Yissum - Research Development Company of the Hebrew University

Deep Packet Inspection as a Service

Posted by Yissum - Research Development Company of the Hebrew UniversityResponsive · Innovative Products and Technologies · Israel

Summary of the technology

Deep Packet Inspection as a Service
Project ID : 10-2015-3126

Yissum - Research Development Company of the Hebrew University
Yissum - Research Development Company of the Hebrew University

Description of the technology


Computer Science and Engineering


DPI, Telecommunication

Current development stage

TRL4 Technology validated in lab


Middleboxes play a major role in Software Defined Networks (SDN) as forwarding compressed packets is not enough to meet operators demands in terms of security, QoS/QoE provisioning and load balancing. In current systems, Deep Packet Inspection (DPI) is a common task in many middleboxes and the most resource-consuming one.

Today, the traffic is usually routed through a chain of middleboxes before reaching its destination. The traffic is scanned over and over again by middleboxes with a DPI component. Even consolidated middlebox solutions perform DPI separately from scratch.

There is a need to offer a middlebox hardware as a services outside the network to consolidate multiple middleboxes and thus optimize network efficiency and reduce operating costs.

Our Innovation

This technology extracts the DPI engine from the different middleboxes and provides it as a service for various middleboxes in the network. This service is provided by deploying one or more service instances around the network, all controlled by a logically-centralized DPI Controller. Thus, a packet in such network would go through a single DPI service instance and then visit middleboxes according to its policy chain


  • Superior throughput and reduced memory footprint
  • Resource sharing as the hardware used for DPI is decoupled from the specific middlebox
  • Robustness and security due to avoiding concentrating the traffic in a single location
  • Single DPI scan per packet e.g. decompression or decryption is inspected only once for each packet

Figure 1 Examples of the chain middleboxes (a.k.a. policy chains with and withough DPI as a service)


Each packet that requires a DPI by any of the middleboxes on its policy chain is forwarded to the DPI service, where it is inspected only once. Then, the inspection results (namely, the patterns that were matched) are communicated to the corresponding middleboxes, either on the same packet (e.g., using NSH) or on a different packet.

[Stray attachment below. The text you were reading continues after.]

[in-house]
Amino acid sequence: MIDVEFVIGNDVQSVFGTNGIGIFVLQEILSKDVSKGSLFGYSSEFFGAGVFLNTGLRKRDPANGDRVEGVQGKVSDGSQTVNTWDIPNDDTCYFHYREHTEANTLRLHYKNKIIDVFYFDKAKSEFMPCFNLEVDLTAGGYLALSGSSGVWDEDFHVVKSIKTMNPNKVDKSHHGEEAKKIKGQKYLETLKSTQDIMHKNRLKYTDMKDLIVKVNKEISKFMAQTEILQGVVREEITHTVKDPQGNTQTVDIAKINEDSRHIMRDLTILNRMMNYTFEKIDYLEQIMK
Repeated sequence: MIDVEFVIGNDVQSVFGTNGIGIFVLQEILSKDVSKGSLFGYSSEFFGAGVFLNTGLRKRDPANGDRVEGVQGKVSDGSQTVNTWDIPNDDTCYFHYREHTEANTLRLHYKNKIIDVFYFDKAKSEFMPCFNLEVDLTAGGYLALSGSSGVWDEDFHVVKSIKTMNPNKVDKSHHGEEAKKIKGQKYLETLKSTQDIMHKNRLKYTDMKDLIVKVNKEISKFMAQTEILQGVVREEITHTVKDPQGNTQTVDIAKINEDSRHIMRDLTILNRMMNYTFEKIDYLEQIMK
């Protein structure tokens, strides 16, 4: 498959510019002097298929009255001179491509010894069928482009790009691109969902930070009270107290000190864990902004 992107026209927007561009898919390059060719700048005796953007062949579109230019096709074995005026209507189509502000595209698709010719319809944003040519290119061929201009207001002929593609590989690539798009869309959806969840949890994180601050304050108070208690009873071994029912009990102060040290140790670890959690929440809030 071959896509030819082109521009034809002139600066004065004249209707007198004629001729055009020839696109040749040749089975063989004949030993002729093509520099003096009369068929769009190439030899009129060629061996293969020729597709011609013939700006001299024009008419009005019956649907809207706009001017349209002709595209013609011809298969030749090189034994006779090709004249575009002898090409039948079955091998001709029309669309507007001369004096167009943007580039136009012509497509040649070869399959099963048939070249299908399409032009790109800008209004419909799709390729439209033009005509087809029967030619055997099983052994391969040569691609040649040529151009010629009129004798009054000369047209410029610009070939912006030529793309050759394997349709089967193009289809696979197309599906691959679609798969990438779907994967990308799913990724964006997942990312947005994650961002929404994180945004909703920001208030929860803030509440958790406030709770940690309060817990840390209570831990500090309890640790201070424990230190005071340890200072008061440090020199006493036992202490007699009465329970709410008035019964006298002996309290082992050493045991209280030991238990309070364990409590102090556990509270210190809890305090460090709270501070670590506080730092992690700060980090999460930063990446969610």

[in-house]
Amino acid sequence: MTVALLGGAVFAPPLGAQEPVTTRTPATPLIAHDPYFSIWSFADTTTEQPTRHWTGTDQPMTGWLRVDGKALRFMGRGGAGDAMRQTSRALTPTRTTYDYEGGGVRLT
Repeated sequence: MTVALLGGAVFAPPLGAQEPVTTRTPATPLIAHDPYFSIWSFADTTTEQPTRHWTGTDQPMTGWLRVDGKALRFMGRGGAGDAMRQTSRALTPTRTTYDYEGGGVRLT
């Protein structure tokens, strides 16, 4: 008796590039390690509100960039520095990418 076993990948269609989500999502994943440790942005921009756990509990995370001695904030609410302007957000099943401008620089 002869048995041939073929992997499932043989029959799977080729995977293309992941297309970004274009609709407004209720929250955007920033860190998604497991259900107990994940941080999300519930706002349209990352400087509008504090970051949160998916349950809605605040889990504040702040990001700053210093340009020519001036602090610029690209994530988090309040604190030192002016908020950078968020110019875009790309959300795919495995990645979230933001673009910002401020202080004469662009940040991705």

The proposed framework relies heavily on virtualization and therefore includes both a virtual DPI service, which is instantiated across the network, and a DPI controller, whose role is to orchestrate the different DPI service instances. Making DPI a service has implications not only for the architecture and the system design of a middlebox that uses DPI, but also for the algorithmic aspects of the DPI engine (which is implemented by the virtual DPI service) itself. Specifically, the researchers present one such tailor-made algorithm that benefits from the flexibility of a virtual environment.

Figure 2 DPI as a Service, system architecture.The DPI controller abstracts the DPI process to other network elements and controls DPI service instances across the network. Packets flow through the network as dictated by policy chains.


  • Deploying DPI as a service is a catalyzer for innovation in the middlebox domain
  • Deep Packet Inspection as a Service will enhance network performance and flexibility, efficiency and robustness in SDN systems.

Project manager

Aviv Shoher

Project researchers

David Hay
HUJI, School of Computer Science and Engineering
Computer Science

Related keywords

  • Clean Industrial Technologies
  • Other (uncategorised)
  • Computer Science & Engineering
  • Web Technologies

About Yissum - Research Development Company of the Hebrew University

Technology Transfer Office from Israel

Yissum Research Development Company of the Hebrew University of Jerusalem Ltd. Founded in 1964 to protect and commercialize the Hebrew University’s intellectual property. Ranked among the top technology transfer companies, Yissum has registered over 8,900 patents covering 2,500 inventions; has licensed out 800 technologies and has spun-off 90 companies. Products that are based on Hebrew University technologies and were commercialized by Yissum generate today over $2 Billion in annual sales.

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